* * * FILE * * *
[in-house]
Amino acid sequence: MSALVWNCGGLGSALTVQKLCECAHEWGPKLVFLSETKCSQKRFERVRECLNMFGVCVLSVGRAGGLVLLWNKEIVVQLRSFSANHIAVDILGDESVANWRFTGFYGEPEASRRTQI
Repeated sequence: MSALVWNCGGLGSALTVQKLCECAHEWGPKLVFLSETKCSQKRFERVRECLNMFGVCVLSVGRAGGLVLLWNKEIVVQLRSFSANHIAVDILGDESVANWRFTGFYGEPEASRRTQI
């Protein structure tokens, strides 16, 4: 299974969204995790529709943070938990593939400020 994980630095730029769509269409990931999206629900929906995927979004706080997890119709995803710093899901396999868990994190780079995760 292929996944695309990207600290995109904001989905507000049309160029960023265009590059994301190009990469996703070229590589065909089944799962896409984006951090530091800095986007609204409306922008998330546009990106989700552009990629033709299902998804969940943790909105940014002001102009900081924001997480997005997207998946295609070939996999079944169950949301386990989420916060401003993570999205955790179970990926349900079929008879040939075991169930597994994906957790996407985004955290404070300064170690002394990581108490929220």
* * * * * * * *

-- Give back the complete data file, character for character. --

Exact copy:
[in-house]
Amino acid sequence: MSALVWNCGGLGSALTVQKLCECAHEWGPKLVFLSETKCSQKRFERVRECLNMFGVCVLSVGRAGGLVLLWNKEIVVQLRSFSANHIAVDILGDESVANWRFTGFYGEPEASRRTQI
Repeated sequence: MSALVWNCGGLGSALTVQKLCECAHEWGPKLVFLSETKCSQKRFERVRECLNMFGVCVLSVGRAGGLVLLWNKEIVVQLRSFSANHIAVDILGDESVANWRFTGFYGEPEASRRTQI
């Protein structure tokens, strides 16, 4: 299974969204995790529709943070938990593939400020 994980630095730029769509269409990931999206629900929906995927979004706080997890119709995803710093899901396999868990994190780079995760 292929996944695309990207600290995109904001989905507000049309160029960023265009590059994301190009990469996703070229590589065909089944799962896409984006951090530091800095986007609204409306922008998330546009990106989700552009990629033709299902998804969940943790909105940014002001102009900081924001997480997005997207998946295609070939996999079944169950949301386990989420916060401003993570999205955790179970990926349900079929008879040939075991169930597994994906957790996407985004955290404070300064170690002394990581108490929220």